Hartlepool Youth Offending Service (YOS) introduced a triage programme, which brings youth offending team expertise to assist the police in decision-making at the earliest stage.
Triage takes place at the point where a young person comes to the attention of the police. It acts as a gateway so young people can be rapidly assessed to ensure they are dealt with quickly and effectively.
Information can be shared between the YOS and police to ensure decisions are made to reflect the needs of the victim young person and community.
Bespoke support packages are tailored to meet the needs of the young person. When required, other support services can be accessed.
Young people, who agree to engage with triage, will not be prosecuted for offending and there will be no further police action taken against them. They are, however, required to complete the actions detailed in their Intervention Plan.
Triage has had a significant impact on first time entrant rates in Hartlepool. It has allowed the YOS to intervene far earlier to divert children and young people away from the criminal justice system and into support services for themselves and their families.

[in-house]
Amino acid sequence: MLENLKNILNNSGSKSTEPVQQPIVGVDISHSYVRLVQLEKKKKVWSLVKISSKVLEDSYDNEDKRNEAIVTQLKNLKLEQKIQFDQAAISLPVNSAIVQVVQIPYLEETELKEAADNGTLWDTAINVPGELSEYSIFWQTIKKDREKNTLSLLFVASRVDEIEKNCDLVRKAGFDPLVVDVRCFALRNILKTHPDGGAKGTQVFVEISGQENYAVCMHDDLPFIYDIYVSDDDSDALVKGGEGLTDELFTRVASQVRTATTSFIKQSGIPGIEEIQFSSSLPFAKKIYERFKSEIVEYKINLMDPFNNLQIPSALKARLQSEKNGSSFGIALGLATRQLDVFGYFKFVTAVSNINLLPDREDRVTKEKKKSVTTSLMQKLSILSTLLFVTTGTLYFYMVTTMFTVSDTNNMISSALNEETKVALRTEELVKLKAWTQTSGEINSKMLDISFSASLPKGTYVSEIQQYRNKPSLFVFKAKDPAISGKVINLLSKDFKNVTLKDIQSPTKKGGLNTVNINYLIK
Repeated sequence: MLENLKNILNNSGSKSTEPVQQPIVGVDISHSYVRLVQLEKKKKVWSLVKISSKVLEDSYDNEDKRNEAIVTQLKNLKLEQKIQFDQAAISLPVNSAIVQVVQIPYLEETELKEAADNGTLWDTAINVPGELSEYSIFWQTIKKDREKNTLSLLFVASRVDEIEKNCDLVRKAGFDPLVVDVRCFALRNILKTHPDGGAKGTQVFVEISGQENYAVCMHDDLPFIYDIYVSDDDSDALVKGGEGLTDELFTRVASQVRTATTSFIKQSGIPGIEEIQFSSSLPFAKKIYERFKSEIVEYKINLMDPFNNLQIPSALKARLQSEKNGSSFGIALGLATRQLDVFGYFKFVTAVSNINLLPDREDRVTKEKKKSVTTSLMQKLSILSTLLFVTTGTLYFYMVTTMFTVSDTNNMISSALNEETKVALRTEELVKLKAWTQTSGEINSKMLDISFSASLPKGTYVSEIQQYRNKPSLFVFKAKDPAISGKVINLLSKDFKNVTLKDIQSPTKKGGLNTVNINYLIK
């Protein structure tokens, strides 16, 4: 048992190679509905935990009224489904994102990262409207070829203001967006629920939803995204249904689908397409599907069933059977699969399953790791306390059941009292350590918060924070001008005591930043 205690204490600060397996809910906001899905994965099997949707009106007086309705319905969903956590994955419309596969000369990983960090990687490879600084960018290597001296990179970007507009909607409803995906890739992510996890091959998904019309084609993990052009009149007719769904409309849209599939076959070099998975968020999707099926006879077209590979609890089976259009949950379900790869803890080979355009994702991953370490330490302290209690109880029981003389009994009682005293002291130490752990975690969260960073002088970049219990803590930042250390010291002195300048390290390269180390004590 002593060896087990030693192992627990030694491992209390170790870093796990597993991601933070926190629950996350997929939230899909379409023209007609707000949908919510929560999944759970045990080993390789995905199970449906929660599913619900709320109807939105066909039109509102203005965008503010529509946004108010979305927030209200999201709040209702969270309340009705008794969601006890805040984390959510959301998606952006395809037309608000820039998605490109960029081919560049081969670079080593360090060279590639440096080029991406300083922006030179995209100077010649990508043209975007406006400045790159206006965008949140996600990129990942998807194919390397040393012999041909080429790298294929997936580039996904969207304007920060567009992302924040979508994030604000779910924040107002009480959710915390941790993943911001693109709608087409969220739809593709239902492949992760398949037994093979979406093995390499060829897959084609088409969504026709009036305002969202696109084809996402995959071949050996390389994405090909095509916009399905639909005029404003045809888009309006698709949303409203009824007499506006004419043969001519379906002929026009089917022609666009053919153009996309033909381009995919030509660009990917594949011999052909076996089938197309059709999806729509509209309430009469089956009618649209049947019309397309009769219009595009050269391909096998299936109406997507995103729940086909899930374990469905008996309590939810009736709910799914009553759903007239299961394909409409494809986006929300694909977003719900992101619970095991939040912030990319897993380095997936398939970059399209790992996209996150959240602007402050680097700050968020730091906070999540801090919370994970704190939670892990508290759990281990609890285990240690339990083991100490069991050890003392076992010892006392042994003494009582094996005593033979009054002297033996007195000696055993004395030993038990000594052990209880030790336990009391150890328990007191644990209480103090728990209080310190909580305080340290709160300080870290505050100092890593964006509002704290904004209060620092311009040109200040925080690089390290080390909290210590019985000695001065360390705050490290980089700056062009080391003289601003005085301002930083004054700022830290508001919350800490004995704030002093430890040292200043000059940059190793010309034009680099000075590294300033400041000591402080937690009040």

It has also had a positive impact on re-offending rates in Hartlepool. In 2011, the programme reported a 21% re-offending rate for young people engaged in triage interventions.
This is lower than the re-offending rates for reprimands and final warnings in both South Tees and Stockton.
South Tees and Stockton YOS developed triage in summer 2013 with the aim of achieving similar reductions in first time entrants to the criminal justice system and re-offending rates as Hartlepool.
Triage is not a statutory function of YOS. Therefore, funding is required to support this ongoing activity and to roll it out across Cleveland.
The PCC is asked to provide Crime and Disorder Reduction Grant of up to £200K to deliver these outcomes.